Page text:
Debouncing requests with React Query

Unnecessary requests generate an overload that charges a high price from those who serve data as well as from those who consume them, since both parts waste resources transmitting data that won't be used.

One of the most popular strategies to avoid unnecessary requests is called debouncing. According to the Wiktionary, the term joins de + bounce and means:

To discard events or signals that should not be processed because they occurred too close together.

A frequent case of a bounce that fires unnecessary requests is filtering a list by a term. If the term has 5 letters, and one request occurs at every letter typed, 4 requests were meaningless and, therefore, should have been prevented.

The React Query library offers some benefits for those who need to manage requests within a React application. By default, it prevents simultaneous requests to the same resource and is able to cache responses as easily as passing a simple parameter to the query.

However, debouncing is an advantage not brought by React Query, unfortunately. So we need to wrap it in a simple abstraction able to satisfy that necessity too. The following example suggests a way of extending React Query to add the new functionality with little more than twenty lines of code:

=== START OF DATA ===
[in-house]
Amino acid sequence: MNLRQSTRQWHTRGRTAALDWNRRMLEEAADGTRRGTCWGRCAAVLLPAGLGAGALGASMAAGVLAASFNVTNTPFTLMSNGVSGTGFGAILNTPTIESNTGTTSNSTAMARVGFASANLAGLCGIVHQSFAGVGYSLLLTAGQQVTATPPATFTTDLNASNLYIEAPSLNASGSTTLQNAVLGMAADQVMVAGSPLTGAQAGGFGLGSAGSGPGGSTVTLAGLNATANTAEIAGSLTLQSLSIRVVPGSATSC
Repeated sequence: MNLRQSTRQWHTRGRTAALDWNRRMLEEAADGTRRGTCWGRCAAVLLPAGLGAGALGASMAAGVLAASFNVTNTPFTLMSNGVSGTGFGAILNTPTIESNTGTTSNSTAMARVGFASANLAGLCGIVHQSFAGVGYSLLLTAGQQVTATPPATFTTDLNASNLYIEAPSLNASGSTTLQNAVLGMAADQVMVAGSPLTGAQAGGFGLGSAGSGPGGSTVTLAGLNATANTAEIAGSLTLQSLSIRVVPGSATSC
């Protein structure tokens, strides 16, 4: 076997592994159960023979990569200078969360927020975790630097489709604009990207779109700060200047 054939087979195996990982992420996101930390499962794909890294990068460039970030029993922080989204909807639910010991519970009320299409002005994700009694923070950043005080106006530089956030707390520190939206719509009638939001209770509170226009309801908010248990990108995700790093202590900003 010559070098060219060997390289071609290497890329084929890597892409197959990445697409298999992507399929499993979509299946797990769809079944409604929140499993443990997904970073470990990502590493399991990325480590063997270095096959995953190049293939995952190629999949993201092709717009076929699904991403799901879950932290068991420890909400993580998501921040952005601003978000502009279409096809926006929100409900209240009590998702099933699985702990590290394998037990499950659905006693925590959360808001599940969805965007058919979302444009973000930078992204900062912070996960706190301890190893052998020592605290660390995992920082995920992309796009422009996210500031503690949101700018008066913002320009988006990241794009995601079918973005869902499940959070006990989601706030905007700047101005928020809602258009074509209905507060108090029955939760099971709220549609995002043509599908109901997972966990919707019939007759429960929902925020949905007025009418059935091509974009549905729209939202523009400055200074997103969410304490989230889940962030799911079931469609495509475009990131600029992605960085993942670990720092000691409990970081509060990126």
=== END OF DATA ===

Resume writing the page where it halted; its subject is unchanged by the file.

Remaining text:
import { useState, useEffect } from 'react';
import { useQuery } from 'react-query';

export const useCustomQuery = (
  { debounce, ...options } = {}
) => {
  const [newParams, setNewParams] = useState(params);
  const stringify = obj => JSON.stringify(obj);

  useEffect(() => {
    if (stringify(params) !== stringify(newParams)) {
      const timerId = setTimeout(
        () => setNewParams(params),
      return () => clearTimeout(timerId);
  }, [params]);

  return useQuery(newParams, request, options);

In this gist, you find an index.html containing all the necessary code to try the above implementation locally.

An animation containing two Safari windows. The first one filters a list without debouncing. The second one does the same, but with deboucing
Without debounce (left). With debounce (right).

The animation above shows the power of debouncing in practice. Without it (window at left), the application fires 12 requests and exchanges 28.3 KB of data. With it (window at right), the application fires only 1 request and exchanges 294 B. A total saving of 91% in requests and 99% in transmitted data.

To learn more about Rect Query, visit its official website.

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